(redirected from meritocratic)
Also found in: Dictionary, Financial, Encyclopedia, Wikipedia.
Graphic Thesaurus  🔍
Display ON
Animation ON
  • noun

Words related to meritocracy

a form of social system in which power goes to those with superior intellects

the belief that rulers should be chosen for their superior abilities and not because of their wealth or birth

References in periodicals archive ?
Decades prior, in fact, though one need only go as far back as Edgar Rice Burroughs's prewar Tarzan of the Apes (1912) to see a novel that values "physical fitness and prowess" (117), offers a model for "Gatsby's famous double-sidedeness, over which critics have long puzzled--as chivalrous lover and cold-blooded killer" (119), promotes (white) male sexual restraint and championing of female virtue, and registers an Anglo response to ethnic and meritocratic threats--this last, among other things, in the guise of Jane's suitor Canler, a businessman whose ability to buy her in marriage suggests the meritocratic threat inherent in a democratic capitalist.
The honors phenomenon (programs and colleges) which began appearing at state universities in number in the late 1950s and early 1960s--although the very first such programs date back to the 1920s--have reflected and contributed to a system based both on egalitarian access and meritocratic sorting.
They acted at two levels: through the meritocratic networks of modern society, and the reactivation of snobbism, derived from old forms of prestige, stubbornly reconstructing their memory as a group thanks to their familial and genealogical history.
A meritocracy or "aristocracy of talent" is a parody of democracy; in it the best and the brightest flee the common lot and buttress themselves in a world of privilege, which, as Lasch wrily observed, is "the very definition of meritocratic success.
I FIND it rather hypocritical of Labour to unveil the Baby Bond scheme as a means to create a meritocratic society.
A second example of a contradictory statement occurs when Boufoy-Bastick (1997) states that `the Chinese-run government has instigated meritocratic selection procedures which protect it against having high-ranking Malays in the military' (p.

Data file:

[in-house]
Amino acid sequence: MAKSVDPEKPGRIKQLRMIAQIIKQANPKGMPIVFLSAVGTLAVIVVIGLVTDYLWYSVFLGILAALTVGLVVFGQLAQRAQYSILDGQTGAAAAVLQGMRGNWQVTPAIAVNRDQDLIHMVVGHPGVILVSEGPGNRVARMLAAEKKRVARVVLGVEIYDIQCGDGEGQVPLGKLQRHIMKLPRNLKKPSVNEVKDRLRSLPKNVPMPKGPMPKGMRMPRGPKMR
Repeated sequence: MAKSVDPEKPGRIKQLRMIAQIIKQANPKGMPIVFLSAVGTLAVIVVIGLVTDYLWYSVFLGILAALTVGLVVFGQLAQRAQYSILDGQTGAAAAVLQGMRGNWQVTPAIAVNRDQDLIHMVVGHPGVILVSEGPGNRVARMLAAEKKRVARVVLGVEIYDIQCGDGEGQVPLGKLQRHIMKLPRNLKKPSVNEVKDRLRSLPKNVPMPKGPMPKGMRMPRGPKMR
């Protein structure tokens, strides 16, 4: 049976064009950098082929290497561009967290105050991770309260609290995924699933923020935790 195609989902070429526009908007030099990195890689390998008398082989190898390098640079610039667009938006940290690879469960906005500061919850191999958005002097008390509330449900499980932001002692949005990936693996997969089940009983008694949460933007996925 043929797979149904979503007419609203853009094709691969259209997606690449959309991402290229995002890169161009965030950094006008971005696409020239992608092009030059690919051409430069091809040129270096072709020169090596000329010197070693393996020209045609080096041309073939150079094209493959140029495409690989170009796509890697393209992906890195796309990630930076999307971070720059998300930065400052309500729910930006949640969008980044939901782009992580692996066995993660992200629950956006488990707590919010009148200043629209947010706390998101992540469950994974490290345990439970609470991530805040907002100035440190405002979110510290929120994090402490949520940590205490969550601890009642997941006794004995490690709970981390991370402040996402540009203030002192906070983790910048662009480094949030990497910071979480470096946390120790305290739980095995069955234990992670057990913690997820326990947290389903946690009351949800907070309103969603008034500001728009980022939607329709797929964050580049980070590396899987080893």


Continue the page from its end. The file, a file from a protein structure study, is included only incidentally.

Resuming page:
Likewise, job competition for scientific and technical workers is rigorously meritocratic.
That's why our single, Wannabe, was described as an anthem to Thatcherite meritocratic aspiration.
It is true that advertising, long before most other businesses, established a tradition of being informal and meritocratic so that the final step to dispensing with everything that makes an office recognisable -- hierarchy, ritual, massed desks/workstations (however informally arranged) -- is a short one.
At times Huxley appears a role model for the contemporary academic -- meritocratic, flogged and flogging himself through insane lecture loads, money troubles and editorial deadlines, impatient with the cosy gentility of his predecessors, a hard bargainer, and politically astute enough when furthering the cause of his deeply held convictions, thinking nothing of reviewing the Origin in three separate journals or of scooping three professorships, all of which he amply fulfilled.
Employers' efforts to promote meritocratic values inside an organization can yield unintended consequences," Castilla said.
However, the new meritocratic appointment system would not come into effect for another three years.
The Certification recognizes our efforts and the results achieved, also in the creation of a meritocratic work environment.
European Professional Club Rugby (EPCR) is the new governing body which handles tournament administration, with meritocratic qualification and enhanced TV rights deals, two of the chief results of the new format.
Following the ICC Board's decision to hold a stand-alone ICC Women's World Twenty20 tournament every four years, alternately with the ongoing joint men's and women's ICC World Twenty20, this tournament guarantees both regular playing opportunities and a meritocratic pathway to the ICC Women's World Cup.